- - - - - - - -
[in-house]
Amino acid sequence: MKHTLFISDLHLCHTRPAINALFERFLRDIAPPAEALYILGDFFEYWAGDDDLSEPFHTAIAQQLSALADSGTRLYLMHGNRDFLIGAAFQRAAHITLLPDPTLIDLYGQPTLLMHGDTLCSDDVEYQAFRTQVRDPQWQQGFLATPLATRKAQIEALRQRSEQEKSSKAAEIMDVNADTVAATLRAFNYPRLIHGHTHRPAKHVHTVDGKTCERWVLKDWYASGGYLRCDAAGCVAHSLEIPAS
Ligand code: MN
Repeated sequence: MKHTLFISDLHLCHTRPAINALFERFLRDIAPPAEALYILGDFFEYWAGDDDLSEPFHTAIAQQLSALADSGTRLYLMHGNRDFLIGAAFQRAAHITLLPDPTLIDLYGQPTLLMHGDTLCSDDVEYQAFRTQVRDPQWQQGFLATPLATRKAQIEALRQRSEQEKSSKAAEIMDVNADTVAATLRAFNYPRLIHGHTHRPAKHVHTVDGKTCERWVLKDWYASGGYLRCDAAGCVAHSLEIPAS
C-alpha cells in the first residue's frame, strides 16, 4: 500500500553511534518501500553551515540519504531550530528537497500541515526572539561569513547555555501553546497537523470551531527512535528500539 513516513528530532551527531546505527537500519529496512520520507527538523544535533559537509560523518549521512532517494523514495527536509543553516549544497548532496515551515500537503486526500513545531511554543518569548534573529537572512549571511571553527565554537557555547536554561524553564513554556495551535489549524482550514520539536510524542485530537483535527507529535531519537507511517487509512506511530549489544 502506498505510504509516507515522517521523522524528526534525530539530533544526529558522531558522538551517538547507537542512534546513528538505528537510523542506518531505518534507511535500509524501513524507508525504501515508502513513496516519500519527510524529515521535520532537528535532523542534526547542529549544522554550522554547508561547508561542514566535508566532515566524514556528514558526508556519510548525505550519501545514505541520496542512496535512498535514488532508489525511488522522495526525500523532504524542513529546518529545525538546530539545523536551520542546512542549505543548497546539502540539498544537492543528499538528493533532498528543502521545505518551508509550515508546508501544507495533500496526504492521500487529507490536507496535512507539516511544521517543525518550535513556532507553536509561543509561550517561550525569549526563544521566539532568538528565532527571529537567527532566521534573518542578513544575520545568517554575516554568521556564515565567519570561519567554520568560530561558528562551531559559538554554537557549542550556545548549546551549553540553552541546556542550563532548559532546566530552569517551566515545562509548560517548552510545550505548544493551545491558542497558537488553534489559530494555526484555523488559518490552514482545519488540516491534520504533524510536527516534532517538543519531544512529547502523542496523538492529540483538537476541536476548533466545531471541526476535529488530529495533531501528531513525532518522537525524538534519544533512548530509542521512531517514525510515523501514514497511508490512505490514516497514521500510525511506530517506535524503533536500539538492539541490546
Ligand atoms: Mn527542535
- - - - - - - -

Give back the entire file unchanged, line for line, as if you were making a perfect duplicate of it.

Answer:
[in-house]
Amino acid sequence: MKHTLFISDLHLCHTRPAINALFERFLRDIAPPAEALYILGDFFEYWAGDDDLSEPFHTAIAQQLSALADSGTRLYLMHGNRDFLIGAAFQRAAHITLLPDPTLIDLYGQPTLLMHGDTLCSDDVEYQAFRTQVRDPQWQQGFLATPLATRKAQIEALRQRSEQEKSSKAAEIMDVNADTVAATLRAFNYPRLIHGHTHRPAKHVHTVDGKTCERWVLKDWYASGGYLRCDAAGCVAHSLEIPAS
Ligand code: MN
Repeated sequence: MKHTLFISDLHLCHTRPAINALFERFLRDIAPPAEALYILGDFFEYWAGDDDLSEPFHTAIAQQLSALADSGTRLYLMHGNRDFLIGAAFQRAAHITLLPDPTLIDLYGQPTLLMHGDTLCSDDVEYQAFRTQVRDPQWQQGFLATPLATRKAQIEALRQRSEQEKSSKAAEIMDVNADTVAATLRAFNYPRLIHGHTHRPAKHVHTVDGKTCERWVLKDWYASGGYLRCDAAGCVAHSLEIPAS
C-alpha cells in the first residue's frame, strides 16, 4: 500500500553511534518501500553551515540519504531550530528537497500541515526572539561569513547555555501553546497537523470551531527512535528500539 513516513528530532551527531546505527537500519529496512520520507527538523544535533559537509560523518549521512532517494523514495527536509543553516549544497548532496515551515500537503486526500513545531511554543518569548534573529537572512549571511571553527565554537557555547536554561524553564513554556495551535489549524482550514520539536510524542485530537483535527507529535531519537507511517487509512506511530549489544 502506498505510504509516507515522517521523522524528526534525530539530533544526529558522531558522538551517538547507537542512534546513528538505528537510523542506518531505518534507511535500509524501513524507508525504501515508502513513496516519500519527510524529515521535520532537528535532523542534526547542529549544522554550522554547508561547508561542514566535508566532515566524514556528514558526508556519510548525505550519501545514505541520496542512496535512498535514488532508489525511488522522495526525500523532504524542513529546518529545525538546530539545523536551520542546512542549505543548497546539502540539498544537492543528499538528493533532498528543502521545505518551508509550515508546508501544507495533500496526504492521500487529507490536507496535512507539516511544521517543525518550535513556532507553536509561543509561550517561550525569549526563544521566539532568538528565532527571529537567527532566521534573518542578513544575520545568517554575516554568521556564515565567519570561519567554520568560530561558528562551531559559538554554537557549542550556545548549546551549553540553552541546556542550563532548559532546566530552569517551566515545562509548560517548552510545550505548544493551545491558542497558537488553534489559530494555526484555523488559518490552514482545519488540516491534520504533524510536527516534532517538543519531544512529547502523542496523538492529540483538537476541536476548533466545531471541526476535529488530529495533531501528531513525532518522537525524538534519544533512548530509542521512531517514525510515523501514514497511508490512505490514516497514521500510525511506530517506535524503533536500539538492539541490546
Ligand atoms: Mn527542535